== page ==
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Delicious Possibilities

Sometimes, writing is hard. 

The words don’t want to cooperate and the page stays blank no matter how many words I put on it. 

Each idea I have lasts about half a page and then fizzles into emptiness. One voice in my head is sure that I don’t know what I’m talking about, while another one is equally sure that whatever I’m saying, I’ve already said before (or someone else has said it, only better).

While those voices argue with each other, I stare at the page and nothing continues to come together.

My foggy brain is just not really up to the task of putting together something insightful or engaging. It’s times like this that I just want to give in to my favourite cloudy-minded passtime.

I like to look at cookbooks.

Reading cookbooks doesn’t require the mental acuity of reading other kinds of books. I don’t have to retain ideas or make sense of anything. Instead, I have pages and pages of beautiful pictures (only interested in reading cookbooks with appetizing pictures) that can inspire me to dream about what I will make on the days I feel well enough.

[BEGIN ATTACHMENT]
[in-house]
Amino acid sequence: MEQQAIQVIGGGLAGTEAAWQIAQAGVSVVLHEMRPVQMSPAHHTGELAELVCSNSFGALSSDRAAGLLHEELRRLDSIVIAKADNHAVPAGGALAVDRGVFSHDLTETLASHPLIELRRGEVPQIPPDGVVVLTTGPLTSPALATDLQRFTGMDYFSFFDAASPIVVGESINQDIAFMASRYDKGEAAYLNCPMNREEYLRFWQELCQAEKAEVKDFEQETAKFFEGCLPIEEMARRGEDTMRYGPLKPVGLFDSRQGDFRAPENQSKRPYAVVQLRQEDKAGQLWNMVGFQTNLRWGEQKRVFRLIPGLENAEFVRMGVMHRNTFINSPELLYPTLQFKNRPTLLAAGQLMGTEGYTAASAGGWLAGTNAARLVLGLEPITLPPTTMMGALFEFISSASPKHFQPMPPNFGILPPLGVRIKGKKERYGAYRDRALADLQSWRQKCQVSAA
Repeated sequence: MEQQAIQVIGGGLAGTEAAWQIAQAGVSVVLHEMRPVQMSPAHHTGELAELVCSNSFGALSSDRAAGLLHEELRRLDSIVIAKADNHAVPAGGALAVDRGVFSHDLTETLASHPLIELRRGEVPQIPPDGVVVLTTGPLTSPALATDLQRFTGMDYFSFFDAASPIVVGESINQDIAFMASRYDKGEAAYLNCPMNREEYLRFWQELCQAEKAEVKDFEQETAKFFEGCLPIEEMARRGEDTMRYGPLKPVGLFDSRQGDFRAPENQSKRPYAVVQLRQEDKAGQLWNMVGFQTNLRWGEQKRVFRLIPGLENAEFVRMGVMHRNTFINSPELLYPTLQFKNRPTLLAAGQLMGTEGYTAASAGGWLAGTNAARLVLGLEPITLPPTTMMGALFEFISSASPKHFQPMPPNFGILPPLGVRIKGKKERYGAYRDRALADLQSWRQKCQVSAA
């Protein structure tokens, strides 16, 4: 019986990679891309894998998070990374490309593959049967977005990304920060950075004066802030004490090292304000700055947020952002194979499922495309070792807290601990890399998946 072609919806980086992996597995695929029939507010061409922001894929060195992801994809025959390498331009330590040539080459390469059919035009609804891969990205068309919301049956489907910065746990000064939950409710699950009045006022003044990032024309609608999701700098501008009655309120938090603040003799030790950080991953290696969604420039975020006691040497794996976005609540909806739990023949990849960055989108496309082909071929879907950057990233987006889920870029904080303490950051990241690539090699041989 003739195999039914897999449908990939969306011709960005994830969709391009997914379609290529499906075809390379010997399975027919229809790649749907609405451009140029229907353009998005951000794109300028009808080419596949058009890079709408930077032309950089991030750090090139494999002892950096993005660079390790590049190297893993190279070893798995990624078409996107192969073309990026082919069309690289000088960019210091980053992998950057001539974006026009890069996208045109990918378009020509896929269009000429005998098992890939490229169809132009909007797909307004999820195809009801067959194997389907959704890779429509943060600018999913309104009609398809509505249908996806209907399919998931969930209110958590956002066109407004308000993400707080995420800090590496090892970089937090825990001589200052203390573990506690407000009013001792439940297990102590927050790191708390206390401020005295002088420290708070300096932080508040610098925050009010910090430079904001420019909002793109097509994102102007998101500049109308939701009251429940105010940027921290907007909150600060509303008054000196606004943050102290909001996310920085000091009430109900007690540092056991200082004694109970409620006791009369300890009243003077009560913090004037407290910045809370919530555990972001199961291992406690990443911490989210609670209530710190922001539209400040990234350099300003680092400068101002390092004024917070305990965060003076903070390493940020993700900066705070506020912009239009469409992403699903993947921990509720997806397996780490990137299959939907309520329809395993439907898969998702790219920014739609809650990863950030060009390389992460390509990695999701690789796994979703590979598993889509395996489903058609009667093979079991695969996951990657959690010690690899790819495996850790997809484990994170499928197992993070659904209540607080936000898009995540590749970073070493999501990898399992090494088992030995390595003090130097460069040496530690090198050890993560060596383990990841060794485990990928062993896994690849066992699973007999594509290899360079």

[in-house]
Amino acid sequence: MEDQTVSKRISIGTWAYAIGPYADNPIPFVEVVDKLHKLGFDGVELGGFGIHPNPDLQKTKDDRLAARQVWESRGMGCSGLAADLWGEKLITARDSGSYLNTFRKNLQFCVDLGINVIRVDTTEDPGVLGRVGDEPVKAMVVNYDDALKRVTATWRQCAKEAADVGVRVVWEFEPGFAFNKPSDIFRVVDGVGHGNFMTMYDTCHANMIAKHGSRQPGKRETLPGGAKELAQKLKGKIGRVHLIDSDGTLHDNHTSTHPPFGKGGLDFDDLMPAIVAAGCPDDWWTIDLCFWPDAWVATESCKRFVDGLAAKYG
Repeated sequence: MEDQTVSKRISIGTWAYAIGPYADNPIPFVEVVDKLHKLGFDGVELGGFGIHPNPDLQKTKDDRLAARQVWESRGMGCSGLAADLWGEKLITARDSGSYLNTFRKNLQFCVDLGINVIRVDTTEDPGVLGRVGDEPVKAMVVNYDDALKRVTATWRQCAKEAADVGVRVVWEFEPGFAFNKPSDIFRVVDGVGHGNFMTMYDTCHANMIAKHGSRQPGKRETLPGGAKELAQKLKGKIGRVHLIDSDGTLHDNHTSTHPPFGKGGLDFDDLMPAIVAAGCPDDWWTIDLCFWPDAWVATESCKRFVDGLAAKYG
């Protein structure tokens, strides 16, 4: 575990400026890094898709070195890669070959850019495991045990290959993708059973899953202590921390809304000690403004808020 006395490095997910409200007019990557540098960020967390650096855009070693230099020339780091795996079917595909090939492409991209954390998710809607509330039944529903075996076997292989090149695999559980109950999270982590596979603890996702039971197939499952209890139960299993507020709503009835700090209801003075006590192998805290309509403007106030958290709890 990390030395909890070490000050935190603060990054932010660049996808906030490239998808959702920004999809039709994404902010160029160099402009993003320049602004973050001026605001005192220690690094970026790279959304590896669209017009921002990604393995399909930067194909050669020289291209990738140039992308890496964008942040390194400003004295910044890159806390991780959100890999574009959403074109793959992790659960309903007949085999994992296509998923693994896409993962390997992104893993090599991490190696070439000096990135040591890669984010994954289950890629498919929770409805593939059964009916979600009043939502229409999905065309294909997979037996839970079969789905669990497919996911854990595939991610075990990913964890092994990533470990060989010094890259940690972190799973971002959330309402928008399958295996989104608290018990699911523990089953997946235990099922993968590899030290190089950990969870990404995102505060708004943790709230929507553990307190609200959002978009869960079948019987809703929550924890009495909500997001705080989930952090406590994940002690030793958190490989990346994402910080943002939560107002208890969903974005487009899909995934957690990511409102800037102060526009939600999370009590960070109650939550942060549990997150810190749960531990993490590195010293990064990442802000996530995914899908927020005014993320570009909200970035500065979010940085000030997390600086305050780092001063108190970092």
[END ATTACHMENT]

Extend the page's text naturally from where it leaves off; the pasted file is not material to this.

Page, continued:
Baking and cooking are creative outlets for me. As much as I love to read cookbooks, I can’t (or more likely won't) follow a recipe exactly. Recipes are there as encouragement. They’re an enthusiastic guide saying, “hey, this sounds delicious, now, what can you do to make it even better?”

I live in a family where we need to have meals that are nut-free, dairy-free, gluten-free, legume-free (you get the idea), but rather than that feeling like a barrier, to me it feels like an invitation to get even more creative. I think I have at least 6 gluten free flours in my pantry.)

When many activities feel like closed doors, making fun and delicious  food continues to be an open window. Someone wise once said, “food is the ingredient that binds us together.” and I think they had it right.

But, I don’t think it has to be food.

I think it’s more the act of making things and sharing them that really brings us together. Food is easy to share and most of us are less self-conscious about sharing food than we are about sharing other kinds of art or crafts. There isn’t the same level of imposter syndrome or insecurity. (Imagine all the fun and joy that would be out there if we all just regularly shared paintings, songs, poems, crocheted animals, bird feeders… with our friends and family.) 

Whatever the creative outlet, the joy of imagining, making, and sharing is the same.

Next time, your brain is too muddled to be useful, give yourself a break and a bit of inspiration by perusing a beautiful book full of possibilities (the library has soooo many waiting for you. Remember, free books!).

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